Indicative Outline Content
The module addresses a range of important texts, approaches and critical frameworks in some detail, beginning with perennial questions over the nature of the Genesis texts before broadening out to introduce some lesser-known biblical stories and some lesser known responses to Bible from particular communities who do not identify with dominant cisgendered perspectives.
1. Gender Theory and the idea called “Sexual Identity”
2. Gender and Genesis: Eve and her Daughters
3. Gender in Genesis: Abraham and his Sons
4. Homosexuality? Sodom and Leviticus
5. Queer Readings of the New Testament
6. Tutorials in Preparation for Assessment
7. Marriage and Metaphor
8. The Bible and Sexual Violence
9. The Transgender Jesus
10. Onan in Biblical Reception
11. Is the Divine Body Gendered?
12. Class Debate: The Bible’s Role in Sexual Ethics
Beale, Timothy and David M. Gunn, eds., Reading Bibles, Writing Bodies: Identity and The Book (London and New York: Routledge, 1997).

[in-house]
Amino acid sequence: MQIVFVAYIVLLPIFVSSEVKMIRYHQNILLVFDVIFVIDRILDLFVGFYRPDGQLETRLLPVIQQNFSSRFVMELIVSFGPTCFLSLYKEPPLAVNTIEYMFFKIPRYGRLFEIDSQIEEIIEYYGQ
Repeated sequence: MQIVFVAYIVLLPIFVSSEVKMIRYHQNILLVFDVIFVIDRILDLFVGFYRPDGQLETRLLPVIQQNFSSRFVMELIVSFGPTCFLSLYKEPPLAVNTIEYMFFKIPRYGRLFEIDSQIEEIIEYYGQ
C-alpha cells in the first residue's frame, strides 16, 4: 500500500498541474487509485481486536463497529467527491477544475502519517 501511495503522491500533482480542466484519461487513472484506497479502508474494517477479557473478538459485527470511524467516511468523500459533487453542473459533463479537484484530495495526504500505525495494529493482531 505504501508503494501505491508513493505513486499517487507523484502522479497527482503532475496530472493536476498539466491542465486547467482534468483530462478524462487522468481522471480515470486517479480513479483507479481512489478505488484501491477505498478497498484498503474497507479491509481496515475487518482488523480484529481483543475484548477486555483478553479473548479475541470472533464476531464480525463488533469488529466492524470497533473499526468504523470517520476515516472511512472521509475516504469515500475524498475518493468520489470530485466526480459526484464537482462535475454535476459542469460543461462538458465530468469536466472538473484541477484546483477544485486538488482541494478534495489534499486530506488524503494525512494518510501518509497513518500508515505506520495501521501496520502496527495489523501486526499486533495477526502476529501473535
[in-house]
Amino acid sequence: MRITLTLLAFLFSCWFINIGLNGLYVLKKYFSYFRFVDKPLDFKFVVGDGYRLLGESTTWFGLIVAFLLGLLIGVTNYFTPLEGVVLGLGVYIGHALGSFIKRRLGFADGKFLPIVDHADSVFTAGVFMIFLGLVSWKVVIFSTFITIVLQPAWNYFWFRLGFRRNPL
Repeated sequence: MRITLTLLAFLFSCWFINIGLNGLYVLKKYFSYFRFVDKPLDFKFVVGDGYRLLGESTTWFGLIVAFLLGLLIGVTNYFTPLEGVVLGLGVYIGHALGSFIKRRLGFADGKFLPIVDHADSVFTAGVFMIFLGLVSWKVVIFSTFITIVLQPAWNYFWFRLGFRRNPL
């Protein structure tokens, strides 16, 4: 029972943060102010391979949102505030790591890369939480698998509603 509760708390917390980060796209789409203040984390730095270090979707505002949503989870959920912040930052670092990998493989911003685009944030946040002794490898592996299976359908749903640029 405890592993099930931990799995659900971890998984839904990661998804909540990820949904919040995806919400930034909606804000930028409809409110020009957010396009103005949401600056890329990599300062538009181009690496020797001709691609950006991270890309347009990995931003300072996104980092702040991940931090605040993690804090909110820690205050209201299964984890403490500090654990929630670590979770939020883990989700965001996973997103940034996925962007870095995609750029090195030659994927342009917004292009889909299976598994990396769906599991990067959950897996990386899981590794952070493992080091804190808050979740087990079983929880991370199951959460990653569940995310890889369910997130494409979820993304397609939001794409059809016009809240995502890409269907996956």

Boswell, John, Christianity, Social Tolerance and Homosexuality (Chicago: Chicago University Press, 1980).
Blyth, Caroline A. ‘I Am Alone With My Sickness’: Voicing the Experience of HIV- and AIDS-Related Stigma through Psalm 88. Colloquium: The Australian & New Zealand Theological Review, 44.2 (2021), 149-162.
Butler, Judith, Bodies that Matter (London: Routledge, 1993),
—Gender Trouble (London: Routledge, 1990).
Cornwall, Susanna, Intersex, Theology and the Bible: Troubling Bodies in Church, Text and Society (New York, NY: Palgrave Macmillan, 2015).
Gagnon, Robert, The Bible and Homosexual Practice: Texts and Hermenutics (Abingdon Press, 2002).
Goss, Robert E. and Mona West, eds, Take Back the Word: A Queer Reading of the Bible (London: Pilgrim Press, 2000).
Macwilliam, Stuart, Queer Theory and the Prophetic Marriage Metaphor in the Hebrew Bible (Sheffield: Equinox, 2012).
Moore, Stephen, God’s Beauty Parlor and Other Queer Spaces in and Around the Bible. Stanford: Stanford University Press, 2001).
Myles, Robert J., and Caroline A. Blyth, eds., Sexuality, Ideology and the Bible: Antipodean Engagements. (Sheffield: Sheffield Phoenix, 2015)